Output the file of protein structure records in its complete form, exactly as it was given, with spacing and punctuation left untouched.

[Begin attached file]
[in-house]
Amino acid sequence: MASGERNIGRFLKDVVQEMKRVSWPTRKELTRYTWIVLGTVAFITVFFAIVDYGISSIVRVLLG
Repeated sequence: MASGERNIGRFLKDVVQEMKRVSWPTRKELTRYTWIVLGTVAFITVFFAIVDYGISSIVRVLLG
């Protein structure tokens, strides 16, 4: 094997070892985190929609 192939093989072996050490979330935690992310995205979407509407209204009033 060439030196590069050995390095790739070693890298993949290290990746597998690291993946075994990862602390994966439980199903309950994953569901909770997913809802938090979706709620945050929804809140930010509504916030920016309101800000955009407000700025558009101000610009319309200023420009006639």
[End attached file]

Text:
[in-house]
Amino acid sequence: MASGERNIGRFLKDVVQEMKRVSWPTRKELTRYTWIVLGTVAFITVFFAIVDYGISSIVRVLLG
Repeated sequence: MASGERNIGRFLKDVVQEMKRVSWPTRKELTRYTWIVLGTVAFITVFFAIVDYGISSIVRVLLG
């Protein structure tokens, strides 16, 4: 094997070892985190929609 192939093989072996050490979330935690992310995205979407509407209204009033 060439030196590069050995390095790739070693890298993949290290990746597998690291993946075994990862602390994966439980199903309950994953569901909770997913809802938090979706709620945050929804809140930010509504916030920016309101800000955009407000700025558009101000610009319309200023420009006639």